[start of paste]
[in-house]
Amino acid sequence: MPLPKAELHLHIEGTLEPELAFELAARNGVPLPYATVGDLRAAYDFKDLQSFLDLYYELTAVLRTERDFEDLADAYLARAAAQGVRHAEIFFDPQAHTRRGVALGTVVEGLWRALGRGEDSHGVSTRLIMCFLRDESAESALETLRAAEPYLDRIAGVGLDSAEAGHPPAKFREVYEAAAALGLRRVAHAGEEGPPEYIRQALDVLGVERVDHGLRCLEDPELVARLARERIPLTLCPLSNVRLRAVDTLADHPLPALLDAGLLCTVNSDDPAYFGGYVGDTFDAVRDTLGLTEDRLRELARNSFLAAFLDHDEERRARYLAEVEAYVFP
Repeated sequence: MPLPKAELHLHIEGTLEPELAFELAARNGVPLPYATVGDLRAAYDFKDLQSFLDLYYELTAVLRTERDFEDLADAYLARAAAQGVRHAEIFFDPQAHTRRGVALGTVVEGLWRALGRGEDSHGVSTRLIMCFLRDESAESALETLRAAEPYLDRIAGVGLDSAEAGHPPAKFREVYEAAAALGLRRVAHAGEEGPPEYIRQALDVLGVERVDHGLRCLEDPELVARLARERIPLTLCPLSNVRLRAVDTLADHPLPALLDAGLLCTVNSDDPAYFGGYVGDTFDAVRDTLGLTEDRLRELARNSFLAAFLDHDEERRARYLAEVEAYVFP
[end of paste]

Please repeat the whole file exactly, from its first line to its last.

[in-house]
Amino acid sequence: MPLPKAELHLHIEGTLEPELAFELAARNGVPLPYATVGDLRAAYDFKDLQSFLDLYYELTAVLRTERDFEDLADAYLARAAAQGVRHAEIFFDPQAHTRRGVALGTVVEGLWRALGRGEDSHGVSTRLIMCFLRDESAESALETLRAAEPYLDRIAGVGLDSAEAGHPPAKFREVYEAAAALGLRRVAHAGEEGPPEYIRQALDVLGVERVDHGLRCLEDPELVARLARERIPLTLCPLSNVRLRAVDTLADHPLPALLDAGLLCTVNSDDPAYFGGYVGDTFDAVRDTLGLTEDRLRELARNSFLAAFLDHDEERRARYLAEVEAYVFP
Repeated sequence: MPLPKAELHLHIEGTLEPELAFELAARNGVPLPYATVGDLRAAYDFKDLQSFLDLYYELTAVLRTERDFEDLADAYLARAAAQGVRHAEIFFDPQAHTRRGVALGTVVEGLWRALGRGEDSHGVSTRLIMCFLRDESAESALETLRAAEPYLDRIAGVGLDSAEAGHPPAKFREVYEAAAALGLRRVAHAGEEGPPEYIRQALDVLGVERVDHGLRCLEDPELVARLARERIPLTLCPLSNVRLRAVDTLADHPLPALLDAGLLCTVNSDDPAYFGGYVGDTFDAVRDTLGLTEDRLRELARNSFLAAFLDHDEERRARYLAEVEAYVFP